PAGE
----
I'm not saying Christianity is violence-free. There IS violence (Matthew Sheppard getting stomped to death, etc) but it isn't as prevalent, sanctioned, or, well, normal as it is in Muslim nations. I'd say that religious killing in the Muslim world is probably as frequent, if not worse, as race lynchings were at the ugliest point in US history. No, I don't have the numbers to support that, but I think the scales are similar.

  • by KnightTristan (882222) on Friday October 19, 2007 @08:55AM (#21039947)
    I have two things to say:

    1. Religion does _not_ lead to ethics. There was moral before religion. You don't _need_ religion to have ethics. Religion is just a _very_good_ selling argument for ethics. Without religion, you actually have to think why this or that ethic view of point is a good one. With religion, ethics get a virtual "absolute" character so it gets much easier to impose it over a large number of people without them questioning you.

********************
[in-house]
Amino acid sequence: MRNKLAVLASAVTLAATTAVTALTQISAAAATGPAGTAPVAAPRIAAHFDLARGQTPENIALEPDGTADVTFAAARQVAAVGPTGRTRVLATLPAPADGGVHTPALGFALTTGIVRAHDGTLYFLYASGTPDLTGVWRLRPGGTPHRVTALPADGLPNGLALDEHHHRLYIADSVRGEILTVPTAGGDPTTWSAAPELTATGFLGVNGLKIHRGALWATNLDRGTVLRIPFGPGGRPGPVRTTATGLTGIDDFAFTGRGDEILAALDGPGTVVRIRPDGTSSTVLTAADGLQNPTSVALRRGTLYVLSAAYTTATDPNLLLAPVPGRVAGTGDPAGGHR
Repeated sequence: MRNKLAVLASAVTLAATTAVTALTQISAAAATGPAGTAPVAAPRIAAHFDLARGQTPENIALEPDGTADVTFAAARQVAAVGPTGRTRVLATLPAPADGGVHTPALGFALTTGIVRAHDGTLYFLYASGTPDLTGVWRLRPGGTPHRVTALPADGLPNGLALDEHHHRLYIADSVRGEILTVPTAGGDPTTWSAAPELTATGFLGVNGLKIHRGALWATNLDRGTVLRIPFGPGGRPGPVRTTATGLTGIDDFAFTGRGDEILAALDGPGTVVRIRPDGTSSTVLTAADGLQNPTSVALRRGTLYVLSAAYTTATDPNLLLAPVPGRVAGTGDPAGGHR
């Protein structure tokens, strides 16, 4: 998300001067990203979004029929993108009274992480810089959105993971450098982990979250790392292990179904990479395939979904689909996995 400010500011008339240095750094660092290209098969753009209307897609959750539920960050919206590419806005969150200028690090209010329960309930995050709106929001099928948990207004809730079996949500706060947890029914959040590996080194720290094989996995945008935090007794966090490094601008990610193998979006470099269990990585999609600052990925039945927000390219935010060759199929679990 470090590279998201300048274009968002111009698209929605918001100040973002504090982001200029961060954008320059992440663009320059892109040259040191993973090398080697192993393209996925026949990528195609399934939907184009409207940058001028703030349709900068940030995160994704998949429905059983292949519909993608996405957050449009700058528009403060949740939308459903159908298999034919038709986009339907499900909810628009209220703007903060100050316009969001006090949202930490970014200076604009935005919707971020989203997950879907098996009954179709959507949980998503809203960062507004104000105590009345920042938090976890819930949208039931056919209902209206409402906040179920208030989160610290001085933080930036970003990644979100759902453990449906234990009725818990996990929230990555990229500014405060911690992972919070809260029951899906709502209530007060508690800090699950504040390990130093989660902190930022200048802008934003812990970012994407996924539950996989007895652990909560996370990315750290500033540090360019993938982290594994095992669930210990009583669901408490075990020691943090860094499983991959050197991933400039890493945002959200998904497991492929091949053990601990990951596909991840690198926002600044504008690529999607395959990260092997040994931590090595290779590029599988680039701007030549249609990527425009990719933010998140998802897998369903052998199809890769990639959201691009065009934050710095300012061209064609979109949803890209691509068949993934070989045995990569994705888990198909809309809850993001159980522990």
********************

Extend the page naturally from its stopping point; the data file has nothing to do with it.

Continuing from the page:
2. The "fittest idea or world" (or using Richard Dawkins word "meme") is not necessarily the one that is "best for the people". Just like there are "evil" viruses than spread over the biological world but that are very bad for its hosts, there are "evil" memes that can spread over the world, catch on, but are very bad for the population itself (politics of fear, limiting freedom for the sake of [...])

    It is however still an interesting question whether it would be better to have a society of "fooled" people who might just be happy, or a society of "aware" people that now have a bit more trouble understanding their world.